Finally there’s Roy “Doc” Halladay. His nickname was coined by late Toronto Blue Jays broadcaster Tom Cheek in reference to the Wild West gunslinger, Doc Holliday. And this baseball "Doc" sure slings 'em from the mound.
Now baseball’s relievers are generally known to be some of the quirkiest characters on a team so it’s not surprising that some of the more colorful nicknames belong to the men of the pen. Again, there are several worth highlighting.
First place honors go to Mitch “Wild Thing” Williams. He earned the name with his oversized wind-up and release, not to mention his frequent wild pitches. He played for the Phillies from 1991-1993 and often gave managers gray hairs by walking the bases load before striking out the side. When he came in from the bullpen The Troggs song "Wild Thing" would blare from the stadium speakers and the fans would go, well, wild.
Then there’s Brad “Light’s Out” Lidge. He joined the Phillies in 2008 and unquestionably earned his nickname going a perfect 41-for-41 in saves for the regular season and 7-for-7 in the postseason ending with the save that sealed the World Series for the Phillies. It was a season and a "Light's Out" performance for the ages.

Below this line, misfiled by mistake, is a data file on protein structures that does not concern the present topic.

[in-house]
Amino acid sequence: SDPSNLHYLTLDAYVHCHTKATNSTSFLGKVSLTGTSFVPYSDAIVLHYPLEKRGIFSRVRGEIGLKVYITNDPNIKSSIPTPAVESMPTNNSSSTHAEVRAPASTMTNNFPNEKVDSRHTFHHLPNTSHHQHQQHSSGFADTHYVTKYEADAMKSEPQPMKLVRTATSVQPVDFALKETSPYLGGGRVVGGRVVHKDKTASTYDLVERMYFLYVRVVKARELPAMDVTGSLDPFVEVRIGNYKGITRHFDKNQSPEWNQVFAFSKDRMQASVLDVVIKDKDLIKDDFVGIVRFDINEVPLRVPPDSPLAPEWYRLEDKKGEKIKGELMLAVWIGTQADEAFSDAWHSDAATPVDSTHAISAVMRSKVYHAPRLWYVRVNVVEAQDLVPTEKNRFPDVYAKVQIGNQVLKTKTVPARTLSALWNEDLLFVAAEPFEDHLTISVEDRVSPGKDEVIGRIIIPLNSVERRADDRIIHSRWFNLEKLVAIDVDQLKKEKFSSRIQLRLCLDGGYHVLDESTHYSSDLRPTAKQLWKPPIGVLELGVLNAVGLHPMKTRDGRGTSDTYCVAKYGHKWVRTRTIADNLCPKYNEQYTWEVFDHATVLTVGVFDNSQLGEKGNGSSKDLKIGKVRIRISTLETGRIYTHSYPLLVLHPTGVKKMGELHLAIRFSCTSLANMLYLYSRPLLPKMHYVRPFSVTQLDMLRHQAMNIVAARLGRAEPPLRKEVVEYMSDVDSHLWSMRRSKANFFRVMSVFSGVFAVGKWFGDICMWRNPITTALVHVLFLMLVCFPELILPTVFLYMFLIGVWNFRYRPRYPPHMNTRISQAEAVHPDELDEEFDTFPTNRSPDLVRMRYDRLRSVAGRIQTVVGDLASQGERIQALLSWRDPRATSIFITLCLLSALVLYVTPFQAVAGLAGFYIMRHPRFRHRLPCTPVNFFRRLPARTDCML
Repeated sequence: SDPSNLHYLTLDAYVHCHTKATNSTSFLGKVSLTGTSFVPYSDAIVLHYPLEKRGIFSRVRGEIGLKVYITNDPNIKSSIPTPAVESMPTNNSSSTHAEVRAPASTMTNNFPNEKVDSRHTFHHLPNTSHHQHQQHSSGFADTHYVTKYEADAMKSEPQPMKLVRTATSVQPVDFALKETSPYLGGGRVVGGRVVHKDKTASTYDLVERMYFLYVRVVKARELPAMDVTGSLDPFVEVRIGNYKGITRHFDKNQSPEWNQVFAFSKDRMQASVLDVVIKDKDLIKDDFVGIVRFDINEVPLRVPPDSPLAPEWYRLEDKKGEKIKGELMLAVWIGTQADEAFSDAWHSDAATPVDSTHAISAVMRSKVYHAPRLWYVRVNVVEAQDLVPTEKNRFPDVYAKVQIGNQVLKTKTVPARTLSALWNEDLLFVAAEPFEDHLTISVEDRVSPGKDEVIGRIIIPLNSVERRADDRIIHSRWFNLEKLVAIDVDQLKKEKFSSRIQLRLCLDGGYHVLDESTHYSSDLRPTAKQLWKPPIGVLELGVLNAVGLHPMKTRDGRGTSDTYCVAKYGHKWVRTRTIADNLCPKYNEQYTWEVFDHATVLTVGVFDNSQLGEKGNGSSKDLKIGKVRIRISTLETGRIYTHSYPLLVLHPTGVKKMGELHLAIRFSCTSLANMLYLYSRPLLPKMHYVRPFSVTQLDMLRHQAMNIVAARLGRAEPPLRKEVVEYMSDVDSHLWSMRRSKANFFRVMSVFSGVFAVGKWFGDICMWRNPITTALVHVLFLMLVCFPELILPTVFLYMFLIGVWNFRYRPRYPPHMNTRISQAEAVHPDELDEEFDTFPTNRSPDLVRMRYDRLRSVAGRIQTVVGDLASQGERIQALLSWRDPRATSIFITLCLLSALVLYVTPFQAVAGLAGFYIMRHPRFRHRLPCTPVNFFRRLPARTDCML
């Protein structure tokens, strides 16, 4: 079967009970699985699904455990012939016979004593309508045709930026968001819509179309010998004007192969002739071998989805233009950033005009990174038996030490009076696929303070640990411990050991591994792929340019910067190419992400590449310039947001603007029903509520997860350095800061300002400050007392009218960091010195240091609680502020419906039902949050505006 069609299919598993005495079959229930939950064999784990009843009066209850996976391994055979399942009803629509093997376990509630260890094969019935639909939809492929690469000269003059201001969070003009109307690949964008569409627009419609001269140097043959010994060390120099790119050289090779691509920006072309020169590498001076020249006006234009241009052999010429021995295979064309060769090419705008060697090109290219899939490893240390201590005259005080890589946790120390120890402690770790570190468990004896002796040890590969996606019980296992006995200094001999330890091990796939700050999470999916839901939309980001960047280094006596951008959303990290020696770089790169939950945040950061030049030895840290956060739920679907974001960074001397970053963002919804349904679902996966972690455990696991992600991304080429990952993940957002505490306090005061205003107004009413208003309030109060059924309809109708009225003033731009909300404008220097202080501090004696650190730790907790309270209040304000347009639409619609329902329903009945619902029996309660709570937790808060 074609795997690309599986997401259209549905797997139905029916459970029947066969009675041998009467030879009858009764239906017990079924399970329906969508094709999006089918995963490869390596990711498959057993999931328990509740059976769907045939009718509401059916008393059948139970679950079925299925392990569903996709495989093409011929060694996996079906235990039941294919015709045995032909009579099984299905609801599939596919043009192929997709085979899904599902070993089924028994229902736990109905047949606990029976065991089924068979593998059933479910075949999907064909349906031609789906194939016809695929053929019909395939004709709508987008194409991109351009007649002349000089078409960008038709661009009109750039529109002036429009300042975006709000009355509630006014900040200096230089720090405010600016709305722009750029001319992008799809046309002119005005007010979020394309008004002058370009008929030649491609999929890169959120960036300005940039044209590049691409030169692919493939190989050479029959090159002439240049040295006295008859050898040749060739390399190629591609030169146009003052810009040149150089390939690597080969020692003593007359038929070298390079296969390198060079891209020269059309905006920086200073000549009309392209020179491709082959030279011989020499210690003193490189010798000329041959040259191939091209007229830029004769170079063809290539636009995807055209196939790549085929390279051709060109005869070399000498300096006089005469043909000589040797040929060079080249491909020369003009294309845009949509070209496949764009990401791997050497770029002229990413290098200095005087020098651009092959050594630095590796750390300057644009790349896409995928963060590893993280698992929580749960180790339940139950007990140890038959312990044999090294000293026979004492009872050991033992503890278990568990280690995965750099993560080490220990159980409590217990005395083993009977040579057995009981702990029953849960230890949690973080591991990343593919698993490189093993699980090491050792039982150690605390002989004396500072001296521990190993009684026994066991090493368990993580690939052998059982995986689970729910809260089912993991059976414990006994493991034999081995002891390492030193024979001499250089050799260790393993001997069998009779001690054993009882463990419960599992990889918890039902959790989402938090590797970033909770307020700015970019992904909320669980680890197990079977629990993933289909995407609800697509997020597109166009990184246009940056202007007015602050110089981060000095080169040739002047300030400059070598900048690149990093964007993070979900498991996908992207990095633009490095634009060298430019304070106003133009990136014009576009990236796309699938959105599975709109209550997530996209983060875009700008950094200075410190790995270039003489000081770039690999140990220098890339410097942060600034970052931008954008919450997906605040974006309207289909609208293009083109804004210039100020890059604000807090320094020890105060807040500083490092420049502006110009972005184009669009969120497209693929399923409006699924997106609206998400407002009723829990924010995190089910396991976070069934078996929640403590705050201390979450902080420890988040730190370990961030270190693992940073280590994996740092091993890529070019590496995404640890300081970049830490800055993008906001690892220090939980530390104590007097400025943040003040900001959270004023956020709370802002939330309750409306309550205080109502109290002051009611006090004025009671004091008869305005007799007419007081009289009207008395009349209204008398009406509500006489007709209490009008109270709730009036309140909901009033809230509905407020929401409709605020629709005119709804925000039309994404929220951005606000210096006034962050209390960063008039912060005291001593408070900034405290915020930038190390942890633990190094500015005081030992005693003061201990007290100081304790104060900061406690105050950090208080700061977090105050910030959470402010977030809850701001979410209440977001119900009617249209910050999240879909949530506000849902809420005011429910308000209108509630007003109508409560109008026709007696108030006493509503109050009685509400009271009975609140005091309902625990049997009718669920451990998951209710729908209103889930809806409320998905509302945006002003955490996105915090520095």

Runner-up goes to Steve Bedrosian nicknamed "Bedrock." Some say it was a reference to the 1960’s cartoon "The Flinstones" but it was definitely a reflection of his solid dependability. He played for the Phillies from 1986-1989 and was the rock of the bullpen even winning the Cy Young Award in 1987, an unusual feat for a reliever.
And our "nickname was better than the career" winner is Antonio Alfonseco. His nickname was "El Pulpo," "The Octopus" because he had six fingers on each hand and six toes on each foot. Try to beat that one sports fans!
So there you have it, the All-Star Team of Phillies nicknames. I wonder how they’d do against the Yankees or Red Sox All-Nickname Teams.